10. On January 14, 19,75, the plaintiff moved an application for the amendment of the original plaint (I. A. 166 of 1975). He sought leave to add the following:

'The plaintiff be also granted a decree for possession of the suit land and the possession of the same be delivered to him.'

11. Since the relief of possession was not included in the original plaint this was now sought to be added, by way of amendment. The defendant opposed this application. I allowed the amendment of the plaint on May 23, 1975 (Reported in Air 1976 Delhi 516).

12. The defendant appealed to the Division Bench against my order dated May 23, 1975. The Division Bench my order dated July 23, 1975 said that apart from the fact that the impugned order was not appealable, 'we see no ground to interfere on merits'. The appeal was dismissed at a preliminary hearing.

13. The defendant has now filed the written statement to the amended plaint. He has verbatim reproduced all the defenses which he originally took. The only new thing which he has said in the written statement is in paragraph 2 of his preliminary objections where the following words appear which were not there in the original written statement:

'The plaintiff has now added the prayer of possession.'

14. thereforee it comes to this. The suit for specific performance was compromised between the parties. The plaintiff had omitted to ask for the relief of possession. Under the Specific Relief Act, 1963 Section 22 makes it incumbent on a plaintiff to ask for possession of the property in addition to specific performance. Sub-section (2) of that section provides that if in a suit for specific performance the plaintiff has omitted to ask for the possession of the property in addition to the relief of specific performance no relief will be granted by the court unless it is specifically claimed. The effect of the section thereforee is that in a suit for specific performance prayer for possession must be distinctly and specifically made.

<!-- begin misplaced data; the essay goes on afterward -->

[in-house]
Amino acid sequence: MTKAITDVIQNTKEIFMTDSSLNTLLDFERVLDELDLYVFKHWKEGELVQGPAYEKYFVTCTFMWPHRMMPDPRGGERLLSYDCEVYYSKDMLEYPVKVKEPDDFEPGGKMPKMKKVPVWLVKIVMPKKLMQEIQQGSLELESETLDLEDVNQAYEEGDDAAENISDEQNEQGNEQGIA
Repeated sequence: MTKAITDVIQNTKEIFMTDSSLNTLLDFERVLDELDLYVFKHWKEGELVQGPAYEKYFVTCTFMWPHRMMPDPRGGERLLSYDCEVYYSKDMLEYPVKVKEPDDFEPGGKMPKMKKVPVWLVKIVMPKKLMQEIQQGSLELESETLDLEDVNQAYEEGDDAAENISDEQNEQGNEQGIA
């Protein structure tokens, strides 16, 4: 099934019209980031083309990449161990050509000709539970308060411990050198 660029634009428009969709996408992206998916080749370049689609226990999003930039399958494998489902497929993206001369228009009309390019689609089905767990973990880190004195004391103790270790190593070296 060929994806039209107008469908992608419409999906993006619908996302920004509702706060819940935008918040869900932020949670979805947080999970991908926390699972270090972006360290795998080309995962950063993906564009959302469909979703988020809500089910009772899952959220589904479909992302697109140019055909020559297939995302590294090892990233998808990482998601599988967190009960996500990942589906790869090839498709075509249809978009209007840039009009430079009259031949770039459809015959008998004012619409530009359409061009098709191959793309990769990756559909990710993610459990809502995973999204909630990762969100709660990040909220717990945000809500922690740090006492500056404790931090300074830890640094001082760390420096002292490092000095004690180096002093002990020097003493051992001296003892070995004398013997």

15. When in execution the plaintiff claimed possession the defendant raised a formidable objection. He said that possession could not be delivered as there was no prayer in the original plaint. Section 22 was the requirement of the new Act of 1963. There was no such provision in the Specific Relief Act of 1877. It seems that the lawyers had not familiarised themselves with the provisions of the new Act. These were the early days of the Act. thereforee this difficulty arose which came to notice subsequently in the course of the execution proceedings. By the amendment I allowed the prayer for possession to be added.

16. What is to be done now? Where do we go from here? This is the question. The plaint has been amended. Written statement has been filed to the amended plaint.

17. The counsel for the defendant submits that there should be now a full length trial of the suit since the compromise on which the decree of Chawla J. was based has now fallen through as there is an amendment of the plaint. It is said that by asking for amendment of the plaint the plaintiff has made it clear that he is no longer bound by the compromise. Parties have, it is said, gone back to the Initial stage and it is not open to the plaintiff to rely or lean upon the compromise.

18. The counsel for the defendant has elaborated his submission by saying that equitable considerations have in the meanwhile come into existence. The equitable considerations, he said, are that his plea with regard to fraud, misrepresentation etc. taken in the original written statement now calls for an investigation since the plaintiff himself has abandoned, the compromise and has gone back to the original plaint by asking for its amendment.

19. It appears to me that this objection is purely technical and arid. It is without merits. The plaintiff had forgotten or omitted to ask for the relief of possession in the plaint. All that I allowed is that I permitted the plaintiff to amend the prayer in the plaint.